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Changing Lifestyles : Chilean Fish Village's Latest Catch: Tourists : A former whaling center is reinventing itself with resorts and cafes to serve an increasingly affluent nation.


QUINTAY, Chile — From the 1940s to the late 1960s, whaling ships towed their prey to a factory here, where hundreds of workers butchered the giant mammals for oil and animal feed. Rancid whale grease drifted over the waters of Quintay's picturesque cove, and the rank odor of rottingflesh hung in the air.

When the whaling trade collapsed, the factory was closed, Quintay cleaned itself up and settled into the quiet routine of a small fishing village, where the catch of the day is measured in kilograms instead of tons.

Now life in Quintay is changing again.

Increasing waves of weekend and summertime tourists from Santiago, the Chilean capital, are giving the town an economic boost. With the construction of a $150-million resort nearby, the boost will become a boom.

Tourism and the resort project are a reflection of surging affluence in this South American country, whose economy has expanded by 24% in the last three years. Growing numbers of Santiago residents can afford holidays and vacations on the coast, and as a result, traditional beach resorts are being overrun.

The crowds are looking for new places to go. Many are discovering Quintay, which is profiting handsomely.

"Every year it has gotten better and better," said Alex Tronche, a fisherman whose family owns a restaurant on the Quintay cove. The lunchtime tables were filled on a recent Saturday. Next door, a new restaurant was under construction.

All over town, cafes, guest houses and grocery stores have been popping up. Construction on the new resort, called Santa Augusta de Quintay, has added steam to development. The project already employs 200 workers and is drawing a stream of visitors interested in buying resort homes.

Eventually the complex is to have 1,500 houses and condominium apartments and a 40-room luxury hotel. There will be polo grounds, tennis courts and an 18-hole golf course. Streets are already being paved, and the first few buildings are going up.

The project is being financed by a group of French investors, headed by Yves Buhagiar, who also have real estate and commercial interests in France, Tahiti, New Caledonia and French Guyana.

Fisherman Tronche, 28, knows that greater change will follow.

"The activity is going to be good," he predicted.

But he and others wonder whether all of the changes will be beneficial for Quintay, which now has about 800 permanent residents. For example, Tronche expects increased demand for labor to drive up wages and increase operating costs at his family's restaurant. Others worry that hordes of tourists will spoil the peaceful atmosphere.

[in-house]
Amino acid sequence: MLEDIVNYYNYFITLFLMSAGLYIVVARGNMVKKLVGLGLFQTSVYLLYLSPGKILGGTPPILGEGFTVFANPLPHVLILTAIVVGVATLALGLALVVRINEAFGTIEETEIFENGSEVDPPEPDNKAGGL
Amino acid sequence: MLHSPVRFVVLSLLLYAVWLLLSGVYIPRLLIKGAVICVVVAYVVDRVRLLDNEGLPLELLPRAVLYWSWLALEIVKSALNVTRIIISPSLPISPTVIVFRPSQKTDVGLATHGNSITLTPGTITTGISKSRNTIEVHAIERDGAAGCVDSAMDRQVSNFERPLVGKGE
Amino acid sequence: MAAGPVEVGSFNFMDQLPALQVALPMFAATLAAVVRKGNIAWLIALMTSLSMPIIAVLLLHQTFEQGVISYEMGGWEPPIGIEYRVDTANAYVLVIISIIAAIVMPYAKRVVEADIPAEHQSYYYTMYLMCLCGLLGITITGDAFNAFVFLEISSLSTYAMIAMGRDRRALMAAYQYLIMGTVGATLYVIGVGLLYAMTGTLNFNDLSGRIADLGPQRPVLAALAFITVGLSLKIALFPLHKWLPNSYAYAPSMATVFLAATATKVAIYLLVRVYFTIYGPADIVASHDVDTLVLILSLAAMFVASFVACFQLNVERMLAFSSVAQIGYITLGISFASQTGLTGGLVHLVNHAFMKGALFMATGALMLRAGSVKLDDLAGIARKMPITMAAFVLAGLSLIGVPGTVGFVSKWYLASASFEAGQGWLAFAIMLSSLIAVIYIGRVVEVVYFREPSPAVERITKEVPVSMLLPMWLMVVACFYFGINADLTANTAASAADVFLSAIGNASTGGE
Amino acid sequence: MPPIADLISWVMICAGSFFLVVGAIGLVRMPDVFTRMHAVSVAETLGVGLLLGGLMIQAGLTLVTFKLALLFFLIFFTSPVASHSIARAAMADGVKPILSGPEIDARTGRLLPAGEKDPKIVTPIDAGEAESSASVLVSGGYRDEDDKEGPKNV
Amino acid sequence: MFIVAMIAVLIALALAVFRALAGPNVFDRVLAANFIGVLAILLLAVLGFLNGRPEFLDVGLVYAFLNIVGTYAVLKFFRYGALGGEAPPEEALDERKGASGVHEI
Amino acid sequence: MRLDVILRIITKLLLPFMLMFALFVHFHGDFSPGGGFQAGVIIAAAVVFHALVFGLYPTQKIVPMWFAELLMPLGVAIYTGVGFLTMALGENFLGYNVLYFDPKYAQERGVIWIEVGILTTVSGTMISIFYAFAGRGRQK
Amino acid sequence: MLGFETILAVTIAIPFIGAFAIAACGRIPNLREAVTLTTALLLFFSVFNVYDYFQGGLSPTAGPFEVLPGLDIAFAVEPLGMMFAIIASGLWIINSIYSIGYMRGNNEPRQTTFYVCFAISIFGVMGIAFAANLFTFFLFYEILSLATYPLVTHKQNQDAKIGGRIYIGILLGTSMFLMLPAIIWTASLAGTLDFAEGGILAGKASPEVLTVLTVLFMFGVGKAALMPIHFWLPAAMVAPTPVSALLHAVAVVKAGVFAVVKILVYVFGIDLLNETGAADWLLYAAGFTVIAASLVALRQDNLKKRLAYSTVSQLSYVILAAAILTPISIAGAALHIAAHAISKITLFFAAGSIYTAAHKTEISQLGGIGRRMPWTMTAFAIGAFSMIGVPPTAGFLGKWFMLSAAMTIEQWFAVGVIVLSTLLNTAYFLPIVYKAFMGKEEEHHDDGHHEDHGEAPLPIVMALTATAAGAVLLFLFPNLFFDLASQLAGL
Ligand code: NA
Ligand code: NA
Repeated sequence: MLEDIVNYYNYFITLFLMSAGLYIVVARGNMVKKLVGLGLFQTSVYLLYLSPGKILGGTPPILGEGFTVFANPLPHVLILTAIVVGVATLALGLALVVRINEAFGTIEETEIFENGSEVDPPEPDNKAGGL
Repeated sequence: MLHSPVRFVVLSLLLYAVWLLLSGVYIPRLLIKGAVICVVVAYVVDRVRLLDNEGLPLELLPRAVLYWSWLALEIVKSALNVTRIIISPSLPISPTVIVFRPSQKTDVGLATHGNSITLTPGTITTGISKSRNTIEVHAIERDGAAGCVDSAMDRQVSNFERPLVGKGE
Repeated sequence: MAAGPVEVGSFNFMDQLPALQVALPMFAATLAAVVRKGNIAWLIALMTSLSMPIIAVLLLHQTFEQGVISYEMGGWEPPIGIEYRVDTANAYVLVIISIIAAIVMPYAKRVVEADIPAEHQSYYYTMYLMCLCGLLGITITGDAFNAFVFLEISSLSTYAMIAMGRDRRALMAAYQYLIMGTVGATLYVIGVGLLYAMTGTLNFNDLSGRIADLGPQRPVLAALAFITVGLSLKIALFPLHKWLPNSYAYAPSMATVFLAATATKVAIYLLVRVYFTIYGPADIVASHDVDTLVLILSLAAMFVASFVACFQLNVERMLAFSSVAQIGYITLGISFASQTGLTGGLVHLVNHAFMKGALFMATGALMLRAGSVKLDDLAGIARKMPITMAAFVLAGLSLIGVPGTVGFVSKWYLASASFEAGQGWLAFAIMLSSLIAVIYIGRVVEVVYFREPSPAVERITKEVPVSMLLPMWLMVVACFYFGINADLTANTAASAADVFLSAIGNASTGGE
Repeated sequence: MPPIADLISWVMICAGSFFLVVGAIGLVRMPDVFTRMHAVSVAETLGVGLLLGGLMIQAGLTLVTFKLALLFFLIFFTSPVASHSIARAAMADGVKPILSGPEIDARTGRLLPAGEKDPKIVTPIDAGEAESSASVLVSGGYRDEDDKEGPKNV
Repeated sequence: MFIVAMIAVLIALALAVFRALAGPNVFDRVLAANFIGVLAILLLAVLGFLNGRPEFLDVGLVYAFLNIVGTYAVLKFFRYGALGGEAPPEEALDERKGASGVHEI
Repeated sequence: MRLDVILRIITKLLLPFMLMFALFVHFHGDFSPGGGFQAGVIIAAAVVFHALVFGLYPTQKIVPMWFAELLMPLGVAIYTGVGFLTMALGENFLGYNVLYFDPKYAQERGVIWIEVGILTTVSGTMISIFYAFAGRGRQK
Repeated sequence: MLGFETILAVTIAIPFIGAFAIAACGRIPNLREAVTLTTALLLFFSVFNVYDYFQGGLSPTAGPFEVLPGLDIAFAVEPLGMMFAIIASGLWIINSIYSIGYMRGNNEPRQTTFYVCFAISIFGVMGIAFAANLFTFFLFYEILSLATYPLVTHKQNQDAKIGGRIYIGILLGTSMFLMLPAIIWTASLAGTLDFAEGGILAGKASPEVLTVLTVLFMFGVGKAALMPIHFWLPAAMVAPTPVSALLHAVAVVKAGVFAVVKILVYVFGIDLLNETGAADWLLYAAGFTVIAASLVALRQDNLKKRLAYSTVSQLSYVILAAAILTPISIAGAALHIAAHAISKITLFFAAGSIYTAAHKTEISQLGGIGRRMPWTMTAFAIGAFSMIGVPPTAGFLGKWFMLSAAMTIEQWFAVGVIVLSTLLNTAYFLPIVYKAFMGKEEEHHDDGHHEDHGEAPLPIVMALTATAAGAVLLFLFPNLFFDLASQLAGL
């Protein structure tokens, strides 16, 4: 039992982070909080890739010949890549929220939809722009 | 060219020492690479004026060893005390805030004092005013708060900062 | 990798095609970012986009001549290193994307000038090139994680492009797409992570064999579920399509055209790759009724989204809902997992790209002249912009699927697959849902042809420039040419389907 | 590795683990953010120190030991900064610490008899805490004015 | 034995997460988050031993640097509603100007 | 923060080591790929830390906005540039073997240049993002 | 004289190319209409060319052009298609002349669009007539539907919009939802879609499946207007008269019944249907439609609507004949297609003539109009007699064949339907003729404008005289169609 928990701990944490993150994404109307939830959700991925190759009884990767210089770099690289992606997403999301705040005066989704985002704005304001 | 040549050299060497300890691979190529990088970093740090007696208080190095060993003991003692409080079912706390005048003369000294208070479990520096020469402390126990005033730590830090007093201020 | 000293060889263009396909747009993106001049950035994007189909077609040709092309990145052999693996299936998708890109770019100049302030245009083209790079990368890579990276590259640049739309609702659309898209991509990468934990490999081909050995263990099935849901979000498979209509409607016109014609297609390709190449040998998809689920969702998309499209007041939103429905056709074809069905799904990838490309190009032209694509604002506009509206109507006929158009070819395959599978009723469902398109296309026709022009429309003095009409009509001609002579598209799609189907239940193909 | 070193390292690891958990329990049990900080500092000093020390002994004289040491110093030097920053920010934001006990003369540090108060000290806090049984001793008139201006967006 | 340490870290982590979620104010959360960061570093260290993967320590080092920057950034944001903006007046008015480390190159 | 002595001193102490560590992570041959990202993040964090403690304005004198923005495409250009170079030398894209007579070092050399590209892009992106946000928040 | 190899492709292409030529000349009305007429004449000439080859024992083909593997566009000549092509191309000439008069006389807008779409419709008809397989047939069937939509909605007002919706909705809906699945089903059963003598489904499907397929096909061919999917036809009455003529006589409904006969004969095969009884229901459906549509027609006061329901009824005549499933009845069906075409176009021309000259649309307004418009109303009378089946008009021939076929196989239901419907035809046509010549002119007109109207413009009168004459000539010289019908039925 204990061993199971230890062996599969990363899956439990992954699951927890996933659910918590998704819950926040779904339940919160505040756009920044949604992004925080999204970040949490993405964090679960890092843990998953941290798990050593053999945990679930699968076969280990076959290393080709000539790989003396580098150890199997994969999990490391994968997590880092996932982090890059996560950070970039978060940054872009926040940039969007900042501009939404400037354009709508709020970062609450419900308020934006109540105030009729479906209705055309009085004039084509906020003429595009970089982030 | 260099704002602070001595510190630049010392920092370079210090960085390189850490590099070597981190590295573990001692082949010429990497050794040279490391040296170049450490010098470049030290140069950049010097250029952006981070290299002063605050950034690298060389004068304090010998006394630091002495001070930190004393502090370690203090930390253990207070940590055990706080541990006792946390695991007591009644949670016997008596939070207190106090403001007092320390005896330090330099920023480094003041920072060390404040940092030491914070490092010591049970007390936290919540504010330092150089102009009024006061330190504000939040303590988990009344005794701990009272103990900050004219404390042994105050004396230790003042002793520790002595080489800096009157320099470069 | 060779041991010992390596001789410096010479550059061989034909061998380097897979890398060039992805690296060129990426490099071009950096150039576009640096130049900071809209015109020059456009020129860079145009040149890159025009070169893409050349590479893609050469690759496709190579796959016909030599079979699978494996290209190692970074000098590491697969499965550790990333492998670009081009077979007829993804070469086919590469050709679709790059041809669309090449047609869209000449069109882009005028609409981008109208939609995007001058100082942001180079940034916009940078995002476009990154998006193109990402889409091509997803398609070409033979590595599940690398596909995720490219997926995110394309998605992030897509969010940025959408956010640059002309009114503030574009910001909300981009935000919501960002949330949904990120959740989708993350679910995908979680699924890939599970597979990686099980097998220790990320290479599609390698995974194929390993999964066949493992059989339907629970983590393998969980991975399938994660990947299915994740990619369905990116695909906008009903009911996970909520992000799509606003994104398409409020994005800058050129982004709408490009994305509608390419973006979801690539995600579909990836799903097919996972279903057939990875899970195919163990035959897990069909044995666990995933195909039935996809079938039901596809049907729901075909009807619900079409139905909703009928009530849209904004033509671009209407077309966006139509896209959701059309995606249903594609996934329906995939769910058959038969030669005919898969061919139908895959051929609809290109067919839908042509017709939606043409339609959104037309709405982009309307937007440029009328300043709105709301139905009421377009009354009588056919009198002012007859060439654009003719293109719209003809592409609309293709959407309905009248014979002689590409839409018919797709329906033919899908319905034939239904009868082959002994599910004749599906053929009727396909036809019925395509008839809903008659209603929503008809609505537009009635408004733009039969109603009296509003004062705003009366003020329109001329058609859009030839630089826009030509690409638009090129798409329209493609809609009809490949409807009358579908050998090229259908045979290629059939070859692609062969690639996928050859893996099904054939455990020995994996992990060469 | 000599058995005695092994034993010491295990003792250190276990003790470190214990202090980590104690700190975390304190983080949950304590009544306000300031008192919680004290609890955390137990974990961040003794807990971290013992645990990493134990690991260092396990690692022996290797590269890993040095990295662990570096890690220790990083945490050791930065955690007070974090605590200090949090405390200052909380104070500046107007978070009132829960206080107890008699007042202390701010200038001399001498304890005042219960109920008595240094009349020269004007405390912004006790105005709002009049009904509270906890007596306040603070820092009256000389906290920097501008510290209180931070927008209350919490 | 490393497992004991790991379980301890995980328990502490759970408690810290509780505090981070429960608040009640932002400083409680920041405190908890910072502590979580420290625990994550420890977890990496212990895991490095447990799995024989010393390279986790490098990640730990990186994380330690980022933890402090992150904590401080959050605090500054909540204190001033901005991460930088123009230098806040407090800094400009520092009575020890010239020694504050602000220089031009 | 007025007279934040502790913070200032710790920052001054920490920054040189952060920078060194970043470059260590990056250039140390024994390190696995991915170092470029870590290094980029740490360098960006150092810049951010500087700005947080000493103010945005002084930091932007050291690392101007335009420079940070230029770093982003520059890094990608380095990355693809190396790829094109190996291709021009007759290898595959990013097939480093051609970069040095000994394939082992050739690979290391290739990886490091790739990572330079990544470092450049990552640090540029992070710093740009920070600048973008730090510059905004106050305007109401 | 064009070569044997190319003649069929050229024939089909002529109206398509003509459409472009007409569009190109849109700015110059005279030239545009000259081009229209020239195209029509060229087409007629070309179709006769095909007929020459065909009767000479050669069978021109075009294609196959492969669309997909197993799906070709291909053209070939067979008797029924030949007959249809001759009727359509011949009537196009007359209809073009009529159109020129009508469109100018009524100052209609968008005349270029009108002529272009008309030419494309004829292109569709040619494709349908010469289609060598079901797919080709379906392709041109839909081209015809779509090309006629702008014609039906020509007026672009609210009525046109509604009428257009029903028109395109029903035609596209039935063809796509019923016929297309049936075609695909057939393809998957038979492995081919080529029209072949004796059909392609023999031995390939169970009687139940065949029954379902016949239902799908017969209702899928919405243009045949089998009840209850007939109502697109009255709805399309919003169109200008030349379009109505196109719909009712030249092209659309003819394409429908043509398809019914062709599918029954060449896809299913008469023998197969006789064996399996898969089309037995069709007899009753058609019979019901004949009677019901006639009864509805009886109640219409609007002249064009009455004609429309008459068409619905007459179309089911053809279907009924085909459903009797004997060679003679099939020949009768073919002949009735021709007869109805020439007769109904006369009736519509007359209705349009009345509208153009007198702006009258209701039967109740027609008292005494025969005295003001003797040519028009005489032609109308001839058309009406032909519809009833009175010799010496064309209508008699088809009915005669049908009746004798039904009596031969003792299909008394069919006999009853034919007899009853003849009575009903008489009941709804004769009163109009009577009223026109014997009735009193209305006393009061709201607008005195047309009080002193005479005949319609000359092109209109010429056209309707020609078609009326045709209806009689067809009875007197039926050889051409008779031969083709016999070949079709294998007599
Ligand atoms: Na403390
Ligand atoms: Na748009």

Tito Bernal, 64, remembers when the whaling station was operating at full tilt in the 1950s, employing more than 1,000 workers and butchering as many as 10 whales a day. Blue, sperm and other whales were plentiful in this corner of the Pacific, and the Quintay whaling company hunted them with more than a dozen 150-foot ships.

Workers were brought from other areas to operate the factory.

"It was badly paid and very filthy work," Bernal said. "They were always covered with grease and blood."

The workers lived in a company camp and added little to Quintay's livelihood.

Tourists shunned the town because it was "very disagreeable, stinking. . . . There was whale grease all over the beach," Bernal recalled. Whale carcasses waiting to be butchered floated in the water, often decomposing.

Sitting on a bench in the yard of his old wooden house, on a hillside above the craggy shoreline, Bernal recalled that the whales became increasingly scarce in the 1960s. Finally, the factory was closed.

Today it is a massive jumble of crumbling concrete encrusted on the rocky shore south of town. In a corner of the old complex, however, there is new life.

Last year, Santiago's Andres Bello National University installed a marine science laboratory there. Among the small lab's activities is a hatchery for seafood, such as scallops and sea urchins. Those products, exported by Chile at premium prices, have excellent commercial potential, said Gustavo Vega, who heads the lab.

Vega said the lab is cooperating with the Quintay fishermen's association, supplying material and technical advice for seafood farming. In one project, the fishermen have begun growing scallops in wire cages.

The association also established a 250,000-acre preserve for sea urchins, crabs and mollusks, called locos and lapas --prized as delicacies in Asia. "We've already harvested locos , 110,000 of them in the first harvest last year," Bernal said.

While Bernal and other fishermen have readily accepted such improvements in their way of life, some are ambivalent about changes that will come with the Santa Augusta resort. When the project paves the 17-mile dirt road that winds into Quintay from the nearest highway, day-trippers with lunch baskets are likely to pour into town, leaving litter but little money, Bernal fretted.

On the other hand, he said, the upscale crowd of Santa Augusta itself should invigorate the local economy. Developers say the complex will eventually provide direct employment for about 500 people, and visitors and residents eating at Quintay restaurants and buying seafood products from the local fishermen will boost incomes of other townspeople.

"With the tourist complex, Quintay will be a wonder," Bernal said. "Where we get hurt is in our tranquillity."

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